L.O.G. Sous Vide

Step 1: Design

As others have done, my design L.O.G. Sous Vide uses a simple crock pot as the heating element. It has to be simple as the temperature is controlled by controlling the AC going to it.
The controller is my own design Arduino using an LCD1602 for display and a Solid State Relay, SSR25DA to control AC for the crock pot.I also use a cheap USB power supply to provide 5Vdc for the Arduino. (see pictures)
Design Design

Basic Theory: A temperature sensor is connected to the Arduino. The temperature sensor is placed in the crock pot submersed in water along with the food to be cooked. Two pushbuttons on the Arduino set the desired temperature. If the water temperature is below the set temperature, the SSR is turned on so AC is supplied to the crock pot and the water heats up. When the water temperature reaches the set temperature, the SSR turns off and the crock pot stops heating. Thus the water temperature stays at the set temperature.

Parts List

1 Crock Pot   Simple design, on-off or high-low-off
1 Double AC box
1 Double AC cover
1 AC Outlet
1 SSR25DA    Solid State Relay (see picture)
1 DS18B20 waterproof temperature probe
1 USB power supply (see picture)

1 L.O.G. souse vide PCB
1 ATmega328 microcontroller
1 LCD1602 display
1 16MHz crystal oscillator
2 22pF capacitors
1 47uFd 25V capacitor
1 0.01uFd capacitor
1 LED, 5mm
2 10K resistor
1 4.7K resistor
1 1K resistor
(2 KF301 connectors) not used
2 pushbutton tactile switch (tall)

I purchased most everything off of ebay and at my local hardware store. The crock pot is borrowed.

Step 2: DS18B20 Temperature Probe

 DS18B20 Temperature Probe

So you may ask, why did I select the DS18B20 for the temperature probe? There are many devices that are a lot cheaper.

The main reason is because they’re pre-calibrated. They are accurate to within ½ a degree C.

On ebay, the DS18B20 comes in two types: one is the TO-92 three lead package. The second is the waterproof type shown in the picture.

I have some of the TO-92 types and was thinking about making my own waterproof submersible one but I was feeling Lazy so I bought the waterproof version.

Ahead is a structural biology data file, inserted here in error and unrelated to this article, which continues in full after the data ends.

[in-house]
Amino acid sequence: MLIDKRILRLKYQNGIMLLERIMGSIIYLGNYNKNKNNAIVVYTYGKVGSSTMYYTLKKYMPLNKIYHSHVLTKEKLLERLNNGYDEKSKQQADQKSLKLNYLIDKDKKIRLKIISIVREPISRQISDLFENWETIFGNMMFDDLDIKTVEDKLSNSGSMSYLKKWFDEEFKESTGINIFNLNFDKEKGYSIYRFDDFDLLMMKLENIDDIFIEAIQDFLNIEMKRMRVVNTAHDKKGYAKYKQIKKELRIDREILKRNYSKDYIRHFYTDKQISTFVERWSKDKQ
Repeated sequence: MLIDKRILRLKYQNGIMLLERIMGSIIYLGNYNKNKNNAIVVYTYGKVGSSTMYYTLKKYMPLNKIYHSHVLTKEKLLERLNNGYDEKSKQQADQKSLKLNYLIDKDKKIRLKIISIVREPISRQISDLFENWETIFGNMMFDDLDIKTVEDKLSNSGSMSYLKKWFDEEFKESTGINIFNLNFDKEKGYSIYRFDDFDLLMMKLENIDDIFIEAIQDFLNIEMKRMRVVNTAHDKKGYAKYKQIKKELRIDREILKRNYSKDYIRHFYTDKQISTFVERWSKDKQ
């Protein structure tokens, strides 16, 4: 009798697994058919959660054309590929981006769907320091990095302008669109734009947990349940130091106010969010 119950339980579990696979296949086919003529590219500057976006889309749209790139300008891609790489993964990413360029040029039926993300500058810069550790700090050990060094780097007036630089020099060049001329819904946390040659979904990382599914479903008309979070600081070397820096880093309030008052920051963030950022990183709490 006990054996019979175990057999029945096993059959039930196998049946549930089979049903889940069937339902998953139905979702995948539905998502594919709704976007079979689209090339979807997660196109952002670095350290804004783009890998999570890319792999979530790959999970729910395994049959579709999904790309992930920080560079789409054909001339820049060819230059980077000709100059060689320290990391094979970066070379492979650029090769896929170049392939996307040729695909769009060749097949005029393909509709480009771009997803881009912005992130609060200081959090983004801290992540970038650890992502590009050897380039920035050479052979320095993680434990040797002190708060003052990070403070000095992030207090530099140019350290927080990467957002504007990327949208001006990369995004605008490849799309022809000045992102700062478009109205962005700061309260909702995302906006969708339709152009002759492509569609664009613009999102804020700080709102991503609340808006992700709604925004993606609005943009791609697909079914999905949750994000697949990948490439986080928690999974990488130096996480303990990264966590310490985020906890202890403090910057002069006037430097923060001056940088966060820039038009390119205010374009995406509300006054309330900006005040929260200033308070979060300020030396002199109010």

Here’s the datasheet

The primary reason I selected the DS18B20 is the accuracy. It is calibrated to +/- 0.5C. Most of the other cheap temperature sensors have to (or should be) calibrated at various temperature points to achieve better accuracy.
Irrelevant Information: Calibration: A typical two point calibration is to use freezing temperature of water, 32F (0C)and boiling point of water, 212F (100C). But wait! This boiling point is only true at sea level. My altitude is about 4600 ft. so boiling water is about 203F. Okay, this is a lot of work and I’m LAZY so I will just assume that the DS18B20 is as accurate as claimed.
Secondary reason: the DS18B20 is digital as opposed to analog. Analog sensor accuracy varies with associated components and noise. Digital data is not subject to any of that.
Technobabble: The DS18B20 data is transferred serially, specifically SPI (Serial Peripheral Interface). But serial is digital. Simply speaking, there are two versions of digital data, serial and parallel.
Third reason: This one only a Geek can love. The DS18B20 uses something called a 1-wire buss. In theory what this means is that you only need one wire to connect the DS18B20 to the receiver (Arduino, in this case). In practice you need two wires as the circuit needs a ground. And full disclosure, I’m using three.

DS18B20 and the Arduino: So, of course the Arduino needs a special library for the DS18B20 or actually for the One wire. I think there may be variants on this library or at least different versions but I used this one:

Here’s some more info on DS18B20:

I am also using the Dallas Temperature library. I think the only thing I’m using it for is the conversion of Centigrade to Fahrenheit, which I could’ve written myself. However, there’s a lot of other things you can do with this library.


Some of these waterproof DS18B20 ebay listings show the color code of the wires. Mine did but the code was wrong. Since I had a TO92 version, I used an ohmmeter to compare. Red was 5V, Green was signal and Yellow was ground. You may have different results.


Step 3: L.O.G. Sous Vide PCB